Monday of Holy Week (Isaiah 42:1-7; Psalm 26(27):1-3, 13-15; John 12:1-11)
The anointing at Bethany is received differently all four Gospels. Mark (14:3-9), Matthew (26:6-13) and John place it before the Last Supper while Luke tells a very similar story much earlier in his Gospel (7:36-50). In the Synoptic Gospels, both the woman and those who complain are nameless. John’s Gospel, by contrast, creatively identifies the woman as Mary, the sister of Lazarus and Martha, and names the complainer as Judas. John offers no account of the payment of Judas but perhaps the 300 denarii are a late, inflated echo of the 30 silver pieces.
By means of such deft editing, the writer creates a truly powerful scene, contrasting not only love and betrayal but also life and death. In his roundabout way, the evangelist takes us to the very heart of Holy Week. The cross is no mere miscarriage of justice or a tragic judicial murder. On the contrary, we are invited to behold nothing less than the struggle between good and evil, personified in Mary and Judas.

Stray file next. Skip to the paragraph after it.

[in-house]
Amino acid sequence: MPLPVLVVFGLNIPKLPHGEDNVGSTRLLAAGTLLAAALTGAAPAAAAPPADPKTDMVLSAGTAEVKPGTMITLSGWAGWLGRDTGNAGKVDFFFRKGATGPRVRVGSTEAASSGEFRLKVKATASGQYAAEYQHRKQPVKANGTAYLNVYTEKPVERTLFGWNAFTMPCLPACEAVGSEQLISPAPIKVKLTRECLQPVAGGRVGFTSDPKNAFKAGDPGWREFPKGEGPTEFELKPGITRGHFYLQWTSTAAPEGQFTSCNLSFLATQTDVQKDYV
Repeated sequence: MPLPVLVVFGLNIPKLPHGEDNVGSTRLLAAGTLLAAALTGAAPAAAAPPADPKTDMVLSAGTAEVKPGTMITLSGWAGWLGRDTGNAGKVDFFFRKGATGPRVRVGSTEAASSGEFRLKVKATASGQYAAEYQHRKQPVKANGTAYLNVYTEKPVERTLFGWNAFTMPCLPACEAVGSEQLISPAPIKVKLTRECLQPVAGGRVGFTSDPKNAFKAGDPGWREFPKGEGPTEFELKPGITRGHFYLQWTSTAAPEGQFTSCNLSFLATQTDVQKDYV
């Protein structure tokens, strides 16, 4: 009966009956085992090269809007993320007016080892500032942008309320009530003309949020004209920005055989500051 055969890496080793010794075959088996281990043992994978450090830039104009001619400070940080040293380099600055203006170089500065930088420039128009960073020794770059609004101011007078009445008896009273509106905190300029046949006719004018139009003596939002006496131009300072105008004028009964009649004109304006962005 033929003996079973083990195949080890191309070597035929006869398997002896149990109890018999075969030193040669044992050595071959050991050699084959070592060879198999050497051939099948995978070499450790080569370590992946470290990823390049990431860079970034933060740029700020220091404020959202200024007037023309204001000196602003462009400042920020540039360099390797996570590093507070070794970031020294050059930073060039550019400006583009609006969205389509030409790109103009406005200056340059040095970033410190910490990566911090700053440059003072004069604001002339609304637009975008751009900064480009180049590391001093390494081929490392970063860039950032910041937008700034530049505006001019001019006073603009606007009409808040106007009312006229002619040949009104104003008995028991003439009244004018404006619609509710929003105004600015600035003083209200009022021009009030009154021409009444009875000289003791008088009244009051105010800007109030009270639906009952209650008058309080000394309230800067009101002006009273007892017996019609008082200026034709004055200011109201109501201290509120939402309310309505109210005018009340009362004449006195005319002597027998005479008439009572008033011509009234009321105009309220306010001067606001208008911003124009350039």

In all the darkness, there is a glint of hope signalled by the ointment. In our story of the first anointing, the quality matters: the house was filled with the fragrance of the perfume. At the end of the passion narrative in John there is an anointing before the burial by men (in flat contradiction of Mark 16:1). In the second anointing, the quantity is the key: a mixture of myrrh and aloes, weighing about a hundred pounds (19:39). The contrast between the two anointings, however, is only apparent. Mary anoints Jesus on account of her love for him. Joseph and Nicodemus use “myrrh and aloes”, a pairing associated only with marriage symbolism in the Old Testament (Psalm 45:8; Proverbs 7:17 and Song 4:14; significantly, nard is found only in the Song of Songs 1:12; 4:13–14). Thus the story of Jesus’ last days is framed by eloquent, even sensual symbols of love — love which proves victorious over the forces of evil, appalling betrayal and even death itself.